1.Cockatiels make good fathers! While the mothers are responsible for hatching the eggs and caring for the newborn chicks, the male cockatiel doesn’t fly off and abandon them, either. In fact, they are quite protective of their family, and in the wild, will face much larger birds and predators just to keep them safe. They are also nurturing and affectionate with their young. In cases when the mother cockatiel was killed, or injured, the father quite capably steps in and assumes all the parenting duties.
2.Sort of like a cockatiel, sort of not. Some breeders have tried hybridizing the cockatiel with another bird call the galah, leading to chicks unofficially called “galatiels”.
3.Their first home. Cockatiels first originated from Australia. The climate there is quite arid. So in the wild, you’ll see immense flocks of cockatiels circling the sky in search of large bodies of water where they can rest, breed, and escape from the heat. Australian farmers sometimes view them as pests, because they feed off crops. However, most domesticated cockatoos have never set foot on their “homeland”. Australia banned the exportation of native birds, so the ones you see in the pet stores were probably bred right in that country of sale.
4.Young parents. Cockatiels are the only species of cockatoo that can begin to breed in their first year. Talk about starting young!
5. “Sick” secrets. Since cockatiels have only been recently domesticated, they haven’t completely let go of some of their survival instincts. This includes hiding their illness—a sign of weakness that could easily attract the attention of a predator. This, however, can pose a problem to pet owners. By the time you’ve noticed something’s wrong with your bird, it may be too late to get help. That’s why it’s important for you to research on the early signs of avian diseases.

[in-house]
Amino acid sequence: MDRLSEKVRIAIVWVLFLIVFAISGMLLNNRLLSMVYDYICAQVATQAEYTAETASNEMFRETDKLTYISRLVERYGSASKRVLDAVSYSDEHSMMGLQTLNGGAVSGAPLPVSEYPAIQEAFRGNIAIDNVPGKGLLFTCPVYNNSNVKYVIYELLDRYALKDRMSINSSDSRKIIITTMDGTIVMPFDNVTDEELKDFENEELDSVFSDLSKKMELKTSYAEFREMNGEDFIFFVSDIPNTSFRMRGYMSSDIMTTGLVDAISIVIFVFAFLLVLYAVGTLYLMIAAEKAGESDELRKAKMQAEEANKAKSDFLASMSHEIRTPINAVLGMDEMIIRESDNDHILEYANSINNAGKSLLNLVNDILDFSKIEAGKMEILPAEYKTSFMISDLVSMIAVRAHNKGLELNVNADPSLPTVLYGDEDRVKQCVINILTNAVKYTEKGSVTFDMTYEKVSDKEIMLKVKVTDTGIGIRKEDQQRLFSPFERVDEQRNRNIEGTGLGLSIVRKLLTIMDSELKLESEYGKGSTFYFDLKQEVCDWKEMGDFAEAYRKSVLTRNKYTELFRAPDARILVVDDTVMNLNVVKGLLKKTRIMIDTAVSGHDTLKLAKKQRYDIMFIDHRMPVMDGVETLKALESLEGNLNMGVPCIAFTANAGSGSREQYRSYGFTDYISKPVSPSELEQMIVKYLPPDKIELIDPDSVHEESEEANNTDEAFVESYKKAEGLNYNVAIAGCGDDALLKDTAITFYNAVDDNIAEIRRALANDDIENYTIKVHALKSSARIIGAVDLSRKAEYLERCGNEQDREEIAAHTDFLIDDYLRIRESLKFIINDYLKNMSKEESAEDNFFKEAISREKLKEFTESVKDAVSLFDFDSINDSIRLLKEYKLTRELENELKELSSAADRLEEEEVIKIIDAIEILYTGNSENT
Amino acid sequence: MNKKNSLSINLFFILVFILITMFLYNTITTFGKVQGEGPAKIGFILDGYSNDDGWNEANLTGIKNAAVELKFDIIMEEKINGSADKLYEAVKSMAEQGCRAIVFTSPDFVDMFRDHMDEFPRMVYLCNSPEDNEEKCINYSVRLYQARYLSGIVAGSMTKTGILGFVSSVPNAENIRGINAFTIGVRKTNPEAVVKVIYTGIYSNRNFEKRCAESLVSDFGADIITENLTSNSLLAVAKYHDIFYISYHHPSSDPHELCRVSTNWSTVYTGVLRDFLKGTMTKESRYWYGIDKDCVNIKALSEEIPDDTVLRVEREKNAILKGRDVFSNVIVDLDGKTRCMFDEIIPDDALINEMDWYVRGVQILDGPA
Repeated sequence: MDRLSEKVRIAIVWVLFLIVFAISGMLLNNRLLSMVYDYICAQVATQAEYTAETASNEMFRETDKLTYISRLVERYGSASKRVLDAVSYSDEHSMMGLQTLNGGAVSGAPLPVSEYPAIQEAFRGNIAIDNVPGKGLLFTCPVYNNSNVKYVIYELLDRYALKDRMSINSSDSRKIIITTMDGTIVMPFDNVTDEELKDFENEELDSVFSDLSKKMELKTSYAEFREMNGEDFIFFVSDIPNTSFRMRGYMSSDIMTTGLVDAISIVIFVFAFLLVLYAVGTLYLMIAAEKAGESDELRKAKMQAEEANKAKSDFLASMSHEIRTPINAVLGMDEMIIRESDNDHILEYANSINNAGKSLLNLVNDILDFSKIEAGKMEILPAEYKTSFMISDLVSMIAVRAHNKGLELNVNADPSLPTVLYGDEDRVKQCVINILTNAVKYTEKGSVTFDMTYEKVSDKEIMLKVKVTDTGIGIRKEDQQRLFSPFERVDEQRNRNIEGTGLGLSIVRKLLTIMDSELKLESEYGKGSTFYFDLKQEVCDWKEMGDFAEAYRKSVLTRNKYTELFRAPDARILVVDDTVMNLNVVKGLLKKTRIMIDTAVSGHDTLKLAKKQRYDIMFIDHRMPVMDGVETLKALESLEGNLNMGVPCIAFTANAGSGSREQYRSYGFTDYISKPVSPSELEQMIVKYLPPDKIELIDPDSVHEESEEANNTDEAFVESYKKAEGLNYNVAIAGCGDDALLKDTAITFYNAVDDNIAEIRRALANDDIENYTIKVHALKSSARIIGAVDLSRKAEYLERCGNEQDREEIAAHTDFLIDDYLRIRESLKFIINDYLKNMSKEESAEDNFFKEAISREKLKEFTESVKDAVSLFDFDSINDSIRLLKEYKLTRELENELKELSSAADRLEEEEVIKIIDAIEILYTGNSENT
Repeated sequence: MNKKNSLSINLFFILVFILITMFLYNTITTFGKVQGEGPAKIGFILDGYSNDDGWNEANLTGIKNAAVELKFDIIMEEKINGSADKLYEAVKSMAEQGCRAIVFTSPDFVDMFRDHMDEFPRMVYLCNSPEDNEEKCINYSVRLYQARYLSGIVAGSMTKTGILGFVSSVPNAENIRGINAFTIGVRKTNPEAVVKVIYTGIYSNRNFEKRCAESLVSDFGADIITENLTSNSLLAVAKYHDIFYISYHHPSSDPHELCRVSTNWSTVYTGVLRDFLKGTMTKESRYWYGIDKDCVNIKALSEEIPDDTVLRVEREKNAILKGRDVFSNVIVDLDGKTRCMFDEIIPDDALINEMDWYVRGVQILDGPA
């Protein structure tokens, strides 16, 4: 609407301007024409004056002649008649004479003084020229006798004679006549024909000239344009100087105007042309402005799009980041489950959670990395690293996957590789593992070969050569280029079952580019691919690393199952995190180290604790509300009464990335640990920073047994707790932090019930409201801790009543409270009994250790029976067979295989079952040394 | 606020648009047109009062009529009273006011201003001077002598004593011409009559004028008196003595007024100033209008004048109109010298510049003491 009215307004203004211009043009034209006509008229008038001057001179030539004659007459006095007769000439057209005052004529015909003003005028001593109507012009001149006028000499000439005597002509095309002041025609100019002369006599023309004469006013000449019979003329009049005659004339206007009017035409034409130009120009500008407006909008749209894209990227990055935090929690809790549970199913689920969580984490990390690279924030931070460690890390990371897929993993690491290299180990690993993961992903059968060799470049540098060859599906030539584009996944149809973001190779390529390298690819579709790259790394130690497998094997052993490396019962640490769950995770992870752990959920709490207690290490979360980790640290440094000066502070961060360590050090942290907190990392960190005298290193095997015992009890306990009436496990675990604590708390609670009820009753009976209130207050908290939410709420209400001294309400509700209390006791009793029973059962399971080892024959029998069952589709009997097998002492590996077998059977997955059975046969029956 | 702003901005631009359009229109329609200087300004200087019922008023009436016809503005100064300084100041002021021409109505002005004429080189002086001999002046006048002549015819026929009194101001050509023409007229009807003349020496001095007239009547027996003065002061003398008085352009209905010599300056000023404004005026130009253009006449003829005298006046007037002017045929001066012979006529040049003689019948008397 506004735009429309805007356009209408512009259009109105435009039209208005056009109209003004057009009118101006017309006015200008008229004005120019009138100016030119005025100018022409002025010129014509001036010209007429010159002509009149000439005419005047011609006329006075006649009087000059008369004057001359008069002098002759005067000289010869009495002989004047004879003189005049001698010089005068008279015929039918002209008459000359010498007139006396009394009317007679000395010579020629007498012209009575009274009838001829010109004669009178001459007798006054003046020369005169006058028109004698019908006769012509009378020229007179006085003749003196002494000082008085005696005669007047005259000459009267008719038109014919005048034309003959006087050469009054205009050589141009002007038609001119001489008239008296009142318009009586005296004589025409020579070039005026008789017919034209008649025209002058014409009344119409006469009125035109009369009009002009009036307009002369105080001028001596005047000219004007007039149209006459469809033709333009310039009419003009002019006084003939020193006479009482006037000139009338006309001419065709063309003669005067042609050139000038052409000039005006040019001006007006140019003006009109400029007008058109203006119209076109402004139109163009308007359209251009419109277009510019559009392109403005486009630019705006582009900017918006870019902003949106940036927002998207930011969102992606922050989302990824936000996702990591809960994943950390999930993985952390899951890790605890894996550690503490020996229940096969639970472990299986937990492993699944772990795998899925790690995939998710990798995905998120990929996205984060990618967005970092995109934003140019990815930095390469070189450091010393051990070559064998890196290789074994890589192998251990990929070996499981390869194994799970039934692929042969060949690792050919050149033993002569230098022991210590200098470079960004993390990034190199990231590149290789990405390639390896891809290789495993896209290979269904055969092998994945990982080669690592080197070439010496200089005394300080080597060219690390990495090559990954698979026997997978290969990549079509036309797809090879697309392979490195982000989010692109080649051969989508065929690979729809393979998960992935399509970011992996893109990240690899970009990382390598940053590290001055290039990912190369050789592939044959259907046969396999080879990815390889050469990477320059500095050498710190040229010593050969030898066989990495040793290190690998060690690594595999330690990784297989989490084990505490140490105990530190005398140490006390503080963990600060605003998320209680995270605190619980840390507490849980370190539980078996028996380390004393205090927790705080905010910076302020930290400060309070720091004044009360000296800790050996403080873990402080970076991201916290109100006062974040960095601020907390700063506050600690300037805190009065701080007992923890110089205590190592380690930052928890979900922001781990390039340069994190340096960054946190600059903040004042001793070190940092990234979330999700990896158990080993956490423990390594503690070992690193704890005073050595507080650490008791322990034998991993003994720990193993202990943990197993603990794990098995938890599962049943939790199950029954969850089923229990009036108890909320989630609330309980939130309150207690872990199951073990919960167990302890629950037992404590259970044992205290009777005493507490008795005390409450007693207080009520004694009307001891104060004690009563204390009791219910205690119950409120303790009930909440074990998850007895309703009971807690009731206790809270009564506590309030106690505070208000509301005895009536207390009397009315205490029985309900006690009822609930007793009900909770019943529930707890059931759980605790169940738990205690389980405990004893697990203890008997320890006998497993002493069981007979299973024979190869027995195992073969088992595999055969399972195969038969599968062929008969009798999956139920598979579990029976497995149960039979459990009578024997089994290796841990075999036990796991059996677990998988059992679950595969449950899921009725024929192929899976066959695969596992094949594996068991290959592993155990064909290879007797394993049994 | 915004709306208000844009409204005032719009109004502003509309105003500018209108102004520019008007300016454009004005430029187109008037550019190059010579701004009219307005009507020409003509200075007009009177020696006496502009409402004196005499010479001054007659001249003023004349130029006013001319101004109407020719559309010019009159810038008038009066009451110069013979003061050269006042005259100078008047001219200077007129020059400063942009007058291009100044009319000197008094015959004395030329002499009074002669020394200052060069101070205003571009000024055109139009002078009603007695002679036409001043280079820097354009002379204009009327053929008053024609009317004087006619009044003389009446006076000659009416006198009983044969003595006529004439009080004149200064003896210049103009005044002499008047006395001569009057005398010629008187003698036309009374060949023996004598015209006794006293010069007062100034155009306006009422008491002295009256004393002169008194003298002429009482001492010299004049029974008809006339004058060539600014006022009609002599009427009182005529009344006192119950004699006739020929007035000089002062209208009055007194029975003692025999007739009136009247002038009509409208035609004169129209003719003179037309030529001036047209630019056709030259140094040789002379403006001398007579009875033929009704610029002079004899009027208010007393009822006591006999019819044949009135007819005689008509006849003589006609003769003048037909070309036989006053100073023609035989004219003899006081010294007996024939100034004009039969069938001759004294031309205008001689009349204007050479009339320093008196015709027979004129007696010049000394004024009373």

6.Always in search of a friend. Cockatiels are very sociable birds and will get depressed if they are left alone for long periods of time. They may bang their heads against cages, refuse to eat, or become irritable and violent around owners. That’s why it’s advisable for you to get a pair of cockatiels if you know you’ll be out of the house for most of the day.
7.Mi casa es su casa. Unlike other birds, cockatiels don’t mind sharing their cage with one from the same gender. So you can have two males without worrying that they
8.ll get into a fight over territory—a good option if you have no plans of breeding them!
9.Eating out of the palm of your hand. You will have much more luck training a bird that was hand-fed when it was young. This means it is used to humans, which will shorten the time it takes to get it used to the new environment. It’s best to buy a cockatiel chick when it is about 8 weeks old.
10.Watch those hands! Never approach a cockatiel in such a way that your hand is over its head. This is very overwhelming and frightening for small birds and may make it think that it’s being attacked.
More Cockatiel Articles
Cockatiel care and safety
Cockatiels as Pets
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